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The Doctor Is In: Phil McGraw Wants To Help You Get Real


WebMD Feature from "Good Housekeeping" Magazine

By Kate Coyne

Good Housekeeping Magazine Logo Once Again, You’ve Resolved To Lose Weight, Fix Your Marriage, Or Get Out Of Debt. Dr. Phil Explains The Four Steps You Must Take For Those Promises To Really Pay Off

In an auditorium packed with 200 jaded kids, a restless silence has fallen over the room. The assembled students, all from a working-class town in eastern New York, have got their share of problems, from alcoholic parents to sibling feuds and slipping grades. The quiet mood in the room-enforced by watchful teachers on the lookout for any outbursts-is suddenly broken when one girl gets a glimpse of the man they're here to meet. She lets out a gleeful squeal, and soon the rest of the kids are shrieking and cheering with earsplitting enthusiasm. This rapturous welcome isn't for a top athlete or a movie icon or a red-hot musician. Instead, the applause and adoration are aimed at a 56-year-old clinical psychologist from Texas. But make no mistake: When Dr. Phil McGraw saunters into the room, a huge grin on his face, he may as well be a rock star.

The social workers at the school had written to McGraw explaining that his techniques for dealing with peer pressure and bullying-as outlined on his daily syndicated talk show, Dr. Phil-had helped these adolescents tremendously. McGraw thought an in-person meeting would help even more, so while he was in New York City to help his wife, Robin, promote her new book, he agreed to meet with the students.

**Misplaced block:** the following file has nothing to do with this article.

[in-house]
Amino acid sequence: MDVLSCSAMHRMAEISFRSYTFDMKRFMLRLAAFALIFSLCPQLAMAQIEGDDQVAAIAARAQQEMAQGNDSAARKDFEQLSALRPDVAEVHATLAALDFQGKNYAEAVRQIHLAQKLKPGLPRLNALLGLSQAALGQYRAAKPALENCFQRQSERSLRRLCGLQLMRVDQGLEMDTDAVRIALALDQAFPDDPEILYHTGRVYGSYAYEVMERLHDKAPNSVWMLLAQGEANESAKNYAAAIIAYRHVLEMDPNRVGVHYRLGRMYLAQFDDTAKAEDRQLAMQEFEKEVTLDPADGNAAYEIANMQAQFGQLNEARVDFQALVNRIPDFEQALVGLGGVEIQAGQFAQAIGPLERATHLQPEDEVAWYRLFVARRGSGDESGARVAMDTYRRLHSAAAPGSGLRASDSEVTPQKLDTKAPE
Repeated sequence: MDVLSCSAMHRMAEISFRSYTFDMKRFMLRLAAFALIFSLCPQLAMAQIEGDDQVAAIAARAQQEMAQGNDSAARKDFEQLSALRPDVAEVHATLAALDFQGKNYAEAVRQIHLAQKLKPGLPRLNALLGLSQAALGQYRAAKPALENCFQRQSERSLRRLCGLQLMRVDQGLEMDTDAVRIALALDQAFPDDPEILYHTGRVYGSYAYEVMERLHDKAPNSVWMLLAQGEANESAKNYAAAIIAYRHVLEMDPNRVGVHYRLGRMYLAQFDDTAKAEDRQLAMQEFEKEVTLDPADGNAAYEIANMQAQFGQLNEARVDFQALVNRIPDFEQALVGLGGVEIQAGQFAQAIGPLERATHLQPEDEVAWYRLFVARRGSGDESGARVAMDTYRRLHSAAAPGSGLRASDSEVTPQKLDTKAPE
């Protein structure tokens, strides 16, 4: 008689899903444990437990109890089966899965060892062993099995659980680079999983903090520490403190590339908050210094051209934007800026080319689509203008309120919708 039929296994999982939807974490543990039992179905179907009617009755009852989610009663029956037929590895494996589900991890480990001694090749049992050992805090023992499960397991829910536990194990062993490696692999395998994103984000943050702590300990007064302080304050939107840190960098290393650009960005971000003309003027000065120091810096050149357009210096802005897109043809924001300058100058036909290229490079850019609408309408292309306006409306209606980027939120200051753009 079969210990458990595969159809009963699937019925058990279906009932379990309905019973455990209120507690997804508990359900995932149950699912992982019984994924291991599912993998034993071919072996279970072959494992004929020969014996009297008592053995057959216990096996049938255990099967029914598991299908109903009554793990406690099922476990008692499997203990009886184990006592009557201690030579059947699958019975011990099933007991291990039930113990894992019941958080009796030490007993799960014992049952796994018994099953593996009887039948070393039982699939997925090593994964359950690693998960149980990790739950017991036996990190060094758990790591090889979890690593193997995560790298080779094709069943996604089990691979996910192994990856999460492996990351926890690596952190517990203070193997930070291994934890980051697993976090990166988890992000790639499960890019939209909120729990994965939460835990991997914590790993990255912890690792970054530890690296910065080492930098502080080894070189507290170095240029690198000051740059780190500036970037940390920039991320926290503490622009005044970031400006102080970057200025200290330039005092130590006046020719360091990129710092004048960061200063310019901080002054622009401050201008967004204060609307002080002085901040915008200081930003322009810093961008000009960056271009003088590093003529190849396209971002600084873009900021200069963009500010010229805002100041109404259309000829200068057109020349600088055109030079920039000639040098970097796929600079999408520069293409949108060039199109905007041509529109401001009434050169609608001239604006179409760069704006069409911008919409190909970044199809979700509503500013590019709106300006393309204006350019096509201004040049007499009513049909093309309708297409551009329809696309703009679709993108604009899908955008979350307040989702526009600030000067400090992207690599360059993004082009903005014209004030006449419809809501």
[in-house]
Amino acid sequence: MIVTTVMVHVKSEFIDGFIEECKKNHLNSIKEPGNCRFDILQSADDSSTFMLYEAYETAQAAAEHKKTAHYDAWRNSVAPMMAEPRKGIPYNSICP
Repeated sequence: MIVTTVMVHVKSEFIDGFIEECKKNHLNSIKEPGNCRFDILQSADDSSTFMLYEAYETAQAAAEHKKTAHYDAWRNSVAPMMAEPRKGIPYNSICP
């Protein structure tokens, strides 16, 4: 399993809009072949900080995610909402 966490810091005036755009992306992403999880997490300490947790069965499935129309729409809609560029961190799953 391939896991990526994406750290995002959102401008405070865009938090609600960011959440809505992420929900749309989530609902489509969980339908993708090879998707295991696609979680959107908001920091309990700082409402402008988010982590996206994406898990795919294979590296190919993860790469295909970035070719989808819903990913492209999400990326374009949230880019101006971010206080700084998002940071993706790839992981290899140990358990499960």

To some, the idea of taking questions from a room full of teens would be about as appealing as a trip to the periodontist. But McGraw takes it all in stride, answering each question-from trivial inquiries about his cameo role alongside Shaquille O'Neal in Scary Movie 4 to mumbled questions about parents on the verge of a divorce-with grace and aplomb. This is, after all, what he does best and what has made him famous; his popular show is now in its fifth season.

McGraw is a family man (he and Robin have been married for 30 years and have two sons, Jay, 27, and Jordan, 20), and he's most comfortable talking about matters that hit close to home. He understands that many people are struggling to make their marriages work, stick to their diets, get their kids to listen up, and pay their bills on time. And he knows that this is the time of year when people most want to make a change.

"People mean well when they make New Year's resolutions," McGraw says later that afternoon at a Manhattan hotel, his imposing six-foot-four-inch frame softened by a gray flannel suit. "But resolutions are fueled by emotions, and the problem with emotions is, they're fickle. They fade. They change. And sure enough, when they do, you're going to let your resolution slide."

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